Bookmark – Aldus Manutius, 6 February 1515 – 6 February 2015

Hypnerotomachia Poliphili, Venice: Aldine Press, 1499.
Hypnerotomachia Poliphili. Venice: Aldine Press, 1499.

Late afternoon before the long worn wooden benches in the Bodleian’s Convocation Hall, 500 years after the death of Aldus Manutius, Oren Margolis served his audience well, providing them with a richer appreciation of the “finest printed book of the entire Renaissance”* – the Hypnerotomachia Poliphili – and of its publisher Aldus Manutius.

Drawing our attention to the more sculptural qualities of Venetian Renaissance printed books over the Florentine and to the  evidence of the humanist agenda that drove Manutius, he led us to the page where Poliphilo (lover of all things, but in particular Polia, the ideal woman pursued to the end of the book) stands before a carving that foreshadows the Aldine Press device: a dolphin entwined around the shank of an anchor. The Aldine Press device was inspired by a similar image on an ancient Roman coin given by Pietro Bembo to Aldus, who wrongly associated it with Augustus and his proverb Festina lente (“Make haste slowly”) and adopted both for his printing and publishing business.

Erasmus praised Aldus, saying that he was “building a library which knows no walls save those of the world itself”.

For all of 2015, the world enjoyed a multitude of celebrations of the contribution of Aldus Manutius to publishing, printing and the book. After Gutenberg, Fust and Schoeffer, Aldus Manutius was perhaps the most important printer of the Renaissance. His portable books are still here, although locked away or displayed under glass, no longer so portable. Until now.

The Manutius Network 2015  provides a running list, links for some of which are provided below, including the online exhibition associated with Margolis’s talk.  See also below, added in May 2016, the belated exhibition “Aldo Manutius: The Renaissance in Venice” at the Gallerie dell’Accademia in Venice.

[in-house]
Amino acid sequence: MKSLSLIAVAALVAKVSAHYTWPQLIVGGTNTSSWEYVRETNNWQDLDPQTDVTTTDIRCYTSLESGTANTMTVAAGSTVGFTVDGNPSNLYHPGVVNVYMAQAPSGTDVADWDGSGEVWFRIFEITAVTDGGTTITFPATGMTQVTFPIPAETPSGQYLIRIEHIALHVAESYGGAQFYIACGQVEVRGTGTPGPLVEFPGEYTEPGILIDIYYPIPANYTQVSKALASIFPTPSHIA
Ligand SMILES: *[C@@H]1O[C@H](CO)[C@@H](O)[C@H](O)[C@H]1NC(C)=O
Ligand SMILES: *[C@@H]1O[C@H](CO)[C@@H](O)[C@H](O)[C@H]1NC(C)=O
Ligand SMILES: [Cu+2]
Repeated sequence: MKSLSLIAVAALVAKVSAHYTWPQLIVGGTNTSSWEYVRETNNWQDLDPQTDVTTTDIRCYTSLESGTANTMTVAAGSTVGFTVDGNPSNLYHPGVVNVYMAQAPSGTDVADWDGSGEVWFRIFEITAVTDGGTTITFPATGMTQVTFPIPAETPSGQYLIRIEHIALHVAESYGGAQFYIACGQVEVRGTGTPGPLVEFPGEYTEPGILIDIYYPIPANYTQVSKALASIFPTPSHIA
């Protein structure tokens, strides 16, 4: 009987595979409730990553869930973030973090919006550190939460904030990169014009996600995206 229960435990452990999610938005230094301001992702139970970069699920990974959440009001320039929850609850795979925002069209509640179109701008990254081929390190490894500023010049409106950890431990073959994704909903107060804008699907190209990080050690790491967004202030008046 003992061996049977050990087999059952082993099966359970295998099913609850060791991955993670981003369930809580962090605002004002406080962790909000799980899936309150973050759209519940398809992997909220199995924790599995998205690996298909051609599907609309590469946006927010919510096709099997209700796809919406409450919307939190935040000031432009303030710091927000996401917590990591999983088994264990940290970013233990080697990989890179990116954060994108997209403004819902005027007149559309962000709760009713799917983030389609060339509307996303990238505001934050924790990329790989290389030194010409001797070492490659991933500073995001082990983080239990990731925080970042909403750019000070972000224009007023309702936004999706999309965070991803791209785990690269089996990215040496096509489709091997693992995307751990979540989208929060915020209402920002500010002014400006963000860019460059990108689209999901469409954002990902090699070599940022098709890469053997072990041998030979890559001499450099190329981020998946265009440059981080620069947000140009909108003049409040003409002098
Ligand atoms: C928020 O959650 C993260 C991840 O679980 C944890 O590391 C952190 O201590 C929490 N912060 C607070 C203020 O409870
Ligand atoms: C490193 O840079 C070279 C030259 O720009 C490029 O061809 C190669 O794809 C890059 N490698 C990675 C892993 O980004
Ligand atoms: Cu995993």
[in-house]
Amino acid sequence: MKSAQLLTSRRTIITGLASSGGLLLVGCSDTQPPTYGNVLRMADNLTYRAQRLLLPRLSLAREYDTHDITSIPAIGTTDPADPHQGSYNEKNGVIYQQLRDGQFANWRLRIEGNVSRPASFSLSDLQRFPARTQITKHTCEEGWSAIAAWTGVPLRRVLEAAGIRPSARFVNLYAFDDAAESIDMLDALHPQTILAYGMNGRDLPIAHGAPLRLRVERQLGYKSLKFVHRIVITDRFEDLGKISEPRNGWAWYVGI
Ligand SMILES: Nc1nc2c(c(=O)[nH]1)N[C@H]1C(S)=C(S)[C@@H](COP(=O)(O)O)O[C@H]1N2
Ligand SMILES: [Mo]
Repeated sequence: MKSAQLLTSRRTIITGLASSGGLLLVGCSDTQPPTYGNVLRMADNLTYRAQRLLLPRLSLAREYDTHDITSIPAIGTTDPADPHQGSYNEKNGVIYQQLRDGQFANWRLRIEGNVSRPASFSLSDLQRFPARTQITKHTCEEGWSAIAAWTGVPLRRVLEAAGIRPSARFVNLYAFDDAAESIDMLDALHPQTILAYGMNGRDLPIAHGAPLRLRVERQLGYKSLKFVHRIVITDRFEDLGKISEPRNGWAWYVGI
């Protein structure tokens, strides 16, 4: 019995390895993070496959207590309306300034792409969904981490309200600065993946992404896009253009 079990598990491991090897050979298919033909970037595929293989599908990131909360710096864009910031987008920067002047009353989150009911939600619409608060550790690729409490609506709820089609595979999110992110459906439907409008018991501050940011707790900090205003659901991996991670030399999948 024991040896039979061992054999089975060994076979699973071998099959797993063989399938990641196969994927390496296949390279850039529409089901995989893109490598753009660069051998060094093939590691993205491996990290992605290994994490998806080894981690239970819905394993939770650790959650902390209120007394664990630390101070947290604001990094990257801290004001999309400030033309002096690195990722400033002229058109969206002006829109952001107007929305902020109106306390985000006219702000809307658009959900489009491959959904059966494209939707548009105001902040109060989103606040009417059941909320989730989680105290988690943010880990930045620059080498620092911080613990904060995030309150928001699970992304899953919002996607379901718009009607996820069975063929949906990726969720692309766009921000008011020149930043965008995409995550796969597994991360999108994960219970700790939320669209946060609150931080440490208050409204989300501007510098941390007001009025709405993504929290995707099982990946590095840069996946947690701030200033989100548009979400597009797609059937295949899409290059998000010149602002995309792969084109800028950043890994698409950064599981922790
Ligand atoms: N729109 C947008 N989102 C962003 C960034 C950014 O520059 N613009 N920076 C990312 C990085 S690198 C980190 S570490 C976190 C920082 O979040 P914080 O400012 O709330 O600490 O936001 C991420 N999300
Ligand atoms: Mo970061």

IMG_1604
In the Proscholium, The Bodleian Library   Oxford

 

 

 

Invitation from the Biblioteca Nazionale Marciana
Invitation from the Biblioteca Nazionale Marciana
The British Library
The British Library
getImage
The Grolier Club

See the New York Times coverage here.

In aedibus Aldi The Brigham Young University's Harold B. Lee Library
In aedibus Aldi
The Brigham Young University’s Harold B. Lee Library
John Rylands Library University of Manchester
John Rylands Library
University of Manchester
The Dolphin and Anchor device National Library of Scotland
The Dolphin and Anchor device
National Library of Scotland
Illuminated initial Pontani Opera, 1505 The works of Giovanni Gioviano Pontano (1426–1503) University of Reading
Illuminated initial
Pontani Opera, 1505
The works of Giovanni Gioviano Pontano (1426–1503)
University of Reading
from Hypnerotomachia Poliphili, 1499 University of Glasgow
from Hypnerotomachia Poliphili, 1499
University of Glasgow

 

International Conference Celebrating Aldu Manutius University of California, Los Angeles
International Conference
Celebrating Aldus Manutius
University of California, Los Angeles
Aldo Manutius: The Renaissance in Venice http://www.mostraaldomanuzio.it/exhibition Exhibition poster containing detail of ‘Portrait of a Woman as Flora’ (c1520), by Bartolomeo Veneto © Eton College
Aldo Manutius: The Renaissance in Venice
Exhibition poster containing detail of ‘Portrait of a Woman as Flora’ (c1520), by Bartolomeo Veneto © Eton College

More from the University of Glasgow here.

*Alexander Lawson. The Anatomy of a Typeface. Jaffrey, NH: Godine, 1990. 

Your thoughts?

Please log in using one of these methods to post your comment:

WordPress.com Logo

You are commenting using your WordPress.com account. Log Out / Change )

Twitter picture

You are commenting using your Twitter account. Log Out / Change )

Facebook photo

You are commenting using your Facebook account. Log Out / Change )

Google+ photo

You are commenting using your Google+ account. Log Out / Change )

Connecting to %s